This is possible by employing a rapid error check for each burst, in lieu of employing interleaving and deinterleaving, in order to detect potential incorrect speech frames. After detecting an error in a burst, the reception end informs thereof the transmission end, which after receiving said information transmits the burst once again in the course of the time interval taken by the speech codec for forming a subsequent speech frame, whereby no additional delay is caused by the retransmission. Instead of transmitting an entire burst again, only part thereof, preferably the most important bits, or entirely new data can be transmitted, on the basis whereof the reception end is enabled to form the original burst. As no interleaving is used, no maximum benefit can be derived from the channel coding; consequently, the channel coding can be omitted, whereby also more free capacity is available, though channel coding may also be used in addition to rapid retransmission. If a duration of a TDMA frame is as long as the time taken by the speech codec for forming a speech frame, a speech burst may thus be transmitted again during the same TDMA frame, in the time interval whereof it was initially transmitted. Alternatively, the retransmission of the speech burst can be made during a subsequent TDMA frame, provided that said subsequent TDMA frame can occur within the time period during which the subsequent speech frame is produced in the speech codec. The system in accordance with the invention may be applied, not only in speech transmission, but also in transmitting other data through a radio phone, such as data included in a computer, a telecopying machine or, in the future, data included in a video signal. In addition, retransmission can be used although channel coding and interleaving are also used. Hereby, some benefit is obtained because each burst is examined in separation, and retransmission is used only regarding the bursts in which errors were detected. Hereby, the entire speech or data package composed of a plurality of bursts need not be retransmitted.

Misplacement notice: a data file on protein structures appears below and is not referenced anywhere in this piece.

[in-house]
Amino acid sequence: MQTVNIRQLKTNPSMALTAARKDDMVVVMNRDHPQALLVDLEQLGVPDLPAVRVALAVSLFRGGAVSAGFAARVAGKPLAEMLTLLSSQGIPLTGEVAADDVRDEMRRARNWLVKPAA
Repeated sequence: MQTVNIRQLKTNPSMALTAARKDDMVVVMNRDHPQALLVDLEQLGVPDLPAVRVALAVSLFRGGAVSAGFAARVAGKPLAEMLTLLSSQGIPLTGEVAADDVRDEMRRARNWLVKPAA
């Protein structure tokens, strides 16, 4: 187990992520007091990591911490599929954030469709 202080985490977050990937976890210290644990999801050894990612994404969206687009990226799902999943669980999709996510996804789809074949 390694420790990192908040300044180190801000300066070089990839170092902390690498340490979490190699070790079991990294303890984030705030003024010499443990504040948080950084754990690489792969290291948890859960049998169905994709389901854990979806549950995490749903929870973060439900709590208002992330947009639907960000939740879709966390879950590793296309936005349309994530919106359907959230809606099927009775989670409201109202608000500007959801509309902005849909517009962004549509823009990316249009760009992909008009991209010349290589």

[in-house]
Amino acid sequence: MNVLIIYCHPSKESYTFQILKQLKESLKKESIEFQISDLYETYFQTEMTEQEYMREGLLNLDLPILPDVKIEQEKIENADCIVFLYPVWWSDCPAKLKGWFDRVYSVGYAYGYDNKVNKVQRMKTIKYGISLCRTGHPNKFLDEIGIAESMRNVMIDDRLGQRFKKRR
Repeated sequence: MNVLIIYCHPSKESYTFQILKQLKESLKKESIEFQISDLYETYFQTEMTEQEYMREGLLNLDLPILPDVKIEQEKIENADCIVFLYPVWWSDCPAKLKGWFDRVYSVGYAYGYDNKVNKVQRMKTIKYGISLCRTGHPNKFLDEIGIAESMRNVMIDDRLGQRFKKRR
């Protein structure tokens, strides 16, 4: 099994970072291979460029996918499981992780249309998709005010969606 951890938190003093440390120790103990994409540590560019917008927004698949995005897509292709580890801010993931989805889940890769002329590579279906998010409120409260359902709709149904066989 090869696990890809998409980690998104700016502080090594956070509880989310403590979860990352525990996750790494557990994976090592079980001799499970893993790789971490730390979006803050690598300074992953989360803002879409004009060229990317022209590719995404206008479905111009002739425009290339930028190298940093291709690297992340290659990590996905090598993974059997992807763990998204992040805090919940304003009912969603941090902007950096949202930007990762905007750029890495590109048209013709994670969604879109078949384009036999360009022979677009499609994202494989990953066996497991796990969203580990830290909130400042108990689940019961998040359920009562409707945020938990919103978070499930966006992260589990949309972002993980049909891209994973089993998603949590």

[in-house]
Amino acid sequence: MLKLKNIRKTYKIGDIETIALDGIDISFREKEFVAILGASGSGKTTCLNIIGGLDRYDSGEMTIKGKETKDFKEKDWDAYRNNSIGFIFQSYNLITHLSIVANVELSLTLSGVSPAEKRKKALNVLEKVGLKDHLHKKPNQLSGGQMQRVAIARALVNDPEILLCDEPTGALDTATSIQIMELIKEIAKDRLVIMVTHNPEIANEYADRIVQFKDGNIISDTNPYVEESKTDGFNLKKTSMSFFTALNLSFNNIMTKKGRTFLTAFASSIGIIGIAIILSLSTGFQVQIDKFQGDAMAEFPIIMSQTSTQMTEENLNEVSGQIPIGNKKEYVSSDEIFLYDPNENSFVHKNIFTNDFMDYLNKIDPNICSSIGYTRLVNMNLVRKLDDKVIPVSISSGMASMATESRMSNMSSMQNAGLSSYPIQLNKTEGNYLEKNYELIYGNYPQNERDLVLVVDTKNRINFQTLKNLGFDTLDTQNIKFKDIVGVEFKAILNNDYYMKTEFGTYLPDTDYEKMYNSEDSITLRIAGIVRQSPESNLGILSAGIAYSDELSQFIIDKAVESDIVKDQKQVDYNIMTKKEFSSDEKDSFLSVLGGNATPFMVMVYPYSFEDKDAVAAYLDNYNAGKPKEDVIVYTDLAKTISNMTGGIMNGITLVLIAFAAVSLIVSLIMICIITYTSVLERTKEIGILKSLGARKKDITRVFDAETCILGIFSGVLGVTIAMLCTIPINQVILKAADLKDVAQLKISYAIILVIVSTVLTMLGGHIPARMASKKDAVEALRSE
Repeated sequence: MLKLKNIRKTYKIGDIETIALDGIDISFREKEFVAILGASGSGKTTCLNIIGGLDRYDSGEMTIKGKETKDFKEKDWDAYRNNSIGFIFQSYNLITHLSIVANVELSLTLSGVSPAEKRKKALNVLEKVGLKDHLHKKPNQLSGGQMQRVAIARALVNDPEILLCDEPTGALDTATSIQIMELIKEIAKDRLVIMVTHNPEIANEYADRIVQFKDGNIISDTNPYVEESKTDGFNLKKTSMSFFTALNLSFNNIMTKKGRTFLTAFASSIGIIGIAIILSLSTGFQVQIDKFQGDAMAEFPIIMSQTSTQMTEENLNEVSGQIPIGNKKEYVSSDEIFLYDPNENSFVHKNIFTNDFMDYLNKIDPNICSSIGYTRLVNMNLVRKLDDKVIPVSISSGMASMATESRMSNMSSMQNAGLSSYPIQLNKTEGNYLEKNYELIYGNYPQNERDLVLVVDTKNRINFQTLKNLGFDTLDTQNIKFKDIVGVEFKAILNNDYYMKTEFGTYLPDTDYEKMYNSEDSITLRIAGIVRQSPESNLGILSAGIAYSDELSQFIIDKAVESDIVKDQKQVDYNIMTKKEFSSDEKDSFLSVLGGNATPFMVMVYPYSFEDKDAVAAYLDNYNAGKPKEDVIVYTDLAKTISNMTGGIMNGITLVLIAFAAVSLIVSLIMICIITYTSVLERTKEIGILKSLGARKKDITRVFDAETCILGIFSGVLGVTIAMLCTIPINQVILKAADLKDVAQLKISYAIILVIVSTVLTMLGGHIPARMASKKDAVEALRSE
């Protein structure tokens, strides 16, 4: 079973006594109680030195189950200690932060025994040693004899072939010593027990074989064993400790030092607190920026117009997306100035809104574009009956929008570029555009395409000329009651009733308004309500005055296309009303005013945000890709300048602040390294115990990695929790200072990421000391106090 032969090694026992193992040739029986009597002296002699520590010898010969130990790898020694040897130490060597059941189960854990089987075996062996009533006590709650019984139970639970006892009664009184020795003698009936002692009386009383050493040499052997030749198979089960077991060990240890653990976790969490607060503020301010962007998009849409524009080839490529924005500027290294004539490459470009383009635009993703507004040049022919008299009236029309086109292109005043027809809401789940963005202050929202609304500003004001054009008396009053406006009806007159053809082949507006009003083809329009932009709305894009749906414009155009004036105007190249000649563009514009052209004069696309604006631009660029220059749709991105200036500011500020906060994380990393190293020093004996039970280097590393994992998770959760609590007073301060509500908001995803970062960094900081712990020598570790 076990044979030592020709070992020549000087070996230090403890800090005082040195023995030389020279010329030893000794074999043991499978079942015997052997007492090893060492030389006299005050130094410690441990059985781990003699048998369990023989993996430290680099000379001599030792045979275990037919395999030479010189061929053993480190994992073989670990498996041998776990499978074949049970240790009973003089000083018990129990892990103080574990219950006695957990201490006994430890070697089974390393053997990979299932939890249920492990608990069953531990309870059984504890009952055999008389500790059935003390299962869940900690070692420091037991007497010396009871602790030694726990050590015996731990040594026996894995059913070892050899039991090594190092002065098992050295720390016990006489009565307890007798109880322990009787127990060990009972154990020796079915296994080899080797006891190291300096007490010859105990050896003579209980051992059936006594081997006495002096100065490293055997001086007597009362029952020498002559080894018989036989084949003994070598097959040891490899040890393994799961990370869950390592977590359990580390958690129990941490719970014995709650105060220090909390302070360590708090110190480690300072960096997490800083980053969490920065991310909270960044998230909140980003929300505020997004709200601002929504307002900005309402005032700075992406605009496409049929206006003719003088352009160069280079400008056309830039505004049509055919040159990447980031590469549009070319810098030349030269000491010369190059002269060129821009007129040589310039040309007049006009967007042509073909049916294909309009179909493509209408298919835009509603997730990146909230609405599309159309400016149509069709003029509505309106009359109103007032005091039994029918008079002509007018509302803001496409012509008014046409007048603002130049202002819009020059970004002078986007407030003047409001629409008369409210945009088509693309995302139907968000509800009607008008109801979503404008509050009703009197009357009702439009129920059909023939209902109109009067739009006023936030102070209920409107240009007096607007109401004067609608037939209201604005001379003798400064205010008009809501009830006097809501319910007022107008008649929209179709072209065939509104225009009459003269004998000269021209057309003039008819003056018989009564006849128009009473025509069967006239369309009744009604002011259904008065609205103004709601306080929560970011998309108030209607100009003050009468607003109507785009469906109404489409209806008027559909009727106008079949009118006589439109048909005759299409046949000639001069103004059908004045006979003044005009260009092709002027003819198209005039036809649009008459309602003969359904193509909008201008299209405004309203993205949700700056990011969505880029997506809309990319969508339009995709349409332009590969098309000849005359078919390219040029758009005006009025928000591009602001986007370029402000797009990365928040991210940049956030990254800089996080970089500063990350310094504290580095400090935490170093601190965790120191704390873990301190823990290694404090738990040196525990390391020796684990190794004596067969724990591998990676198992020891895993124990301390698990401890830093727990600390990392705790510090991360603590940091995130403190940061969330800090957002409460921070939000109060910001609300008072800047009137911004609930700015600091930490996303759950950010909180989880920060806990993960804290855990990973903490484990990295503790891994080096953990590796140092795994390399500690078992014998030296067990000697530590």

In the system in accordance with the invention a rapid ARQ (Automatic Rapid reQuest) of a burst found to be incorrect is used in the radio path, i.e. in the lowest possible level, for transmitting speech or other delay-critical data. With retransmissions a conventional error protection can be replaced, which is typically implemented by means of channel coding and interleaving. The method is particularly well appropriate for a TDMA radio system, but it can also be applied for a CDMA system. In CDMA systems, channel coding and interleaving are also typically used for speech protection. In omitting channel coding and interleaving, capacity is freed for use in retransmissions. Hereby, a CDMA transmission is not, however, any longer continuous but in the course of part of the time no transmissions are carried out, whereby savings are gained in power consumption and at the same time, the average interference level of the one and same channel is reduced. Various embodiments of the mobile radio communication system in accordance with the invention are mainly described below. As an example is speech transmission, though it is to be noted that the method is also applicable for transmitting other data.